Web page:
Marconi 46…Monkey 47. Hard to got but I’ve got to say – worth it.
From the Black Forest i nsouthern Germany, with a quaint story surrounding its origins, take a look at their website for the whole thing.
47 botanicals indeed, this is rioutously complex aromatically, very much on the herbal gin camp, not particularly juniper forward nor citrus dominated. Lots of brown spice nuance, white and yellow florals, all sorts of tangy pithy citrusy wafts. Wow it balances well. Great lift from the 47% alcohol too, fabulous lift and punch.
A gin for sipping neat. Don’t trouble it with tonic water or vermouth. Excellent, even if pricey at about $100 for a 500ml bottle.
Seem to be tasting a lot of Mac Forbes wines of late. But so be it, they are generally very tasty. And this Riesling really stands out, both for being different to the Australian bone dry norm, and for just being bloody good.
A delicate, talcy peach fuzz nose, leading to a textured palate with a lot to say – lemon curd and lime pith fruit witgh floral, almost rosewater lift. A trace of barrel treatment and that 29 grams of residual sugar in a rounded textured point of view that tames the acids and makes this oh so slurpable in its youth. Fabulous length and phenolics on the finish too. Ripping good wine to drink now, and should age for a little while too.
10% alcohol, 29g/l residual sugar, PH 3.1 and a TA above 9g/l.
Classy. 92 BCP.
P3 means Pinot Noir, Pinot Meunier and Pinot Gris, exact blend unknown. Made to be bright and fresh, with a little bit of whole bunch action for some complexity.
And it works a treat. Watermelon pale to look at, and smells of red berries with that little bit of stalk spice, its a treat to slurp on. Red berries, creamy textural elements cut by fresh redcurrant acids, a little funk and pinot sap, and the right amount of pippy tannin to make this refreshing and fun as well as academically interesting.
Really good. 88 BCP.
Tried this at an in store before Christmas and it stood out for its depth and complexity. A “sitting down” champagne, where the Latitude is the “standing up” version.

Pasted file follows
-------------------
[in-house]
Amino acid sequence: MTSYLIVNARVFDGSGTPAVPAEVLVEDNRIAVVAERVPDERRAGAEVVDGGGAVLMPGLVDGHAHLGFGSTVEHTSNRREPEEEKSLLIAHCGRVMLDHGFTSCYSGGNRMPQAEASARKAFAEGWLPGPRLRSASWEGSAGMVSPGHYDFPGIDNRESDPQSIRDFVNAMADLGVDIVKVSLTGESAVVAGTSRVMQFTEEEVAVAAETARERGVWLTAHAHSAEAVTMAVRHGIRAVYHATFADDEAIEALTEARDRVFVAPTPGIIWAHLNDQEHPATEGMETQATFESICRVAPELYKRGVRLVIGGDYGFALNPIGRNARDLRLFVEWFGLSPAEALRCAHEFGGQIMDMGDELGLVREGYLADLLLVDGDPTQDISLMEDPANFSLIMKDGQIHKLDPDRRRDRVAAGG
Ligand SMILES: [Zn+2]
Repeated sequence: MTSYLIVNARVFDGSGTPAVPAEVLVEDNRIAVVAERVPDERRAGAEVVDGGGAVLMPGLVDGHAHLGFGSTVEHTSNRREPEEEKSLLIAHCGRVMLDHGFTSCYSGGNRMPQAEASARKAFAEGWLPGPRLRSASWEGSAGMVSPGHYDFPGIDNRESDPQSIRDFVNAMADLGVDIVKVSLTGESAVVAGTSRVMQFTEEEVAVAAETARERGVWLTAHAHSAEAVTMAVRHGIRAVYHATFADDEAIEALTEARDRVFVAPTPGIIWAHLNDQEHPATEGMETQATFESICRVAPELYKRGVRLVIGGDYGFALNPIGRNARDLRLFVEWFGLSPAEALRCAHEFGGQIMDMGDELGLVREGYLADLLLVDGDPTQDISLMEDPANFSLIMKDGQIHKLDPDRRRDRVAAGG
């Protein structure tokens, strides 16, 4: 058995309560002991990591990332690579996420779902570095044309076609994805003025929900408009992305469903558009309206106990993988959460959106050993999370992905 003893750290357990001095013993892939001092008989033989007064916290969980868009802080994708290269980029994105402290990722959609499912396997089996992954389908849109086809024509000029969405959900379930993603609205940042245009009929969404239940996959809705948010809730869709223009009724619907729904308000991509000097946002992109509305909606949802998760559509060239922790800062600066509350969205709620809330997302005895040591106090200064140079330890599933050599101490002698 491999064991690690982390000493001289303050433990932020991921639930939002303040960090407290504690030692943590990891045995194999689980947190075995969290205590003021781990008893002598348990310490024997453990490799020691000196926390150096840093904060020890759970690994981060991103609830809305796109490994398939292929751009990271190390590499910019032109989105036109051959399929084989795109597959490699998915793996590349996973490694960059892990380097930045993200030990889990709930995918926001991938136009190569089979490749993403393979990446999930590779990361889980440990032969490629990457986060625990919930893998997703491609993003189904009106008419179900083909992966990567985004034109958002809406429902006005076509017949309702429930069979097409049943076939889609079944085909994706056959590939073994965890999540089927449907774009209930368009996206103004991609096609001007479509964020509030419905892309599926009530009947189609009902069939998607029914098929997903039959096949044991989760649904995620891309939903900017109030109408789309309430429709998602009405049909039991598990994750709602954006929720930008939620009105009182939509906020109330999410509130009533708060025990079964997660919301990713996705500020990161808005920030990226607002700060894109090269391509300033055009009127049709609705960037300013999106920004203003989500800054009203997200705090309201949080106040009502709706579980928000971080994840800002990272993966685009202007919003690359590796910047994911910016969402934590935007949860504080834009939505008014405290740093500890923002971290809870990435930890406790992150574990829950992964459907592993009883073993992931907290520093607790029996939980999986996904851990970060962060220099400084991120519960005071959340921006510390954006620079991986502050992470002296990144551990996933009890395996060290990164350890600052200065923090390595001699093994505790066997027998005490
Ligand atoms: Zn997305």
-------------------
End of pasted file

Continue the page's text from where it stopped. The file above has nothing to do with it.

It always befuddles me that blanc de blanc wines can show red berry flavours but there you go. Among the brioche, lemon curd white peach there they are. The expressive bead really present the lot to you in a restrained yet powerful way on a lovely understated acid backbone. Relatively low dosage on this keeps it taut and full of energy. Lovely wine. made from all Premier Cru vineyards. 92 BCP.
So when you don’t have Monkey 47, you have Marconi 46!
Gin names and numbers seem to go together – 1, 3, four, 1 & 9, 46, 47. This one is distilled in Italy and came recommended for its juniper and pine needle characters, and it certainly has both of those in spades.
Jacopo Poli is a grappa distillery in Veneto, so I’m guessing thats where the base spirit comes from here. This is quite lifted and almost floral to smell, but after that, just like the website says, it goes balsamic pretty quickly. Juniper for sure, a floral coriander lift mid palate, theres a grape pip thing going on among the spices, and then a resinous, quinine like pine needle finish. Indeed the botanicals are juniper berries, muscat grapes, mountain pine, cembra pine, mint, coriander and cardamom.
Strikingly characterful, this isn’t going to please everyone, but it sure makes one nice, refreshing G & T.
There is a liquor merchant in Brisbane – Craft – thats run by Tony Harper who I have known for a long time. Its a fascinating shop to visit – home of the artisanal, small make alcohol of all sorts. And despite my love of all things wine, I’m fairly certain I have spent more $ on non wine beverages from Craft than on wine.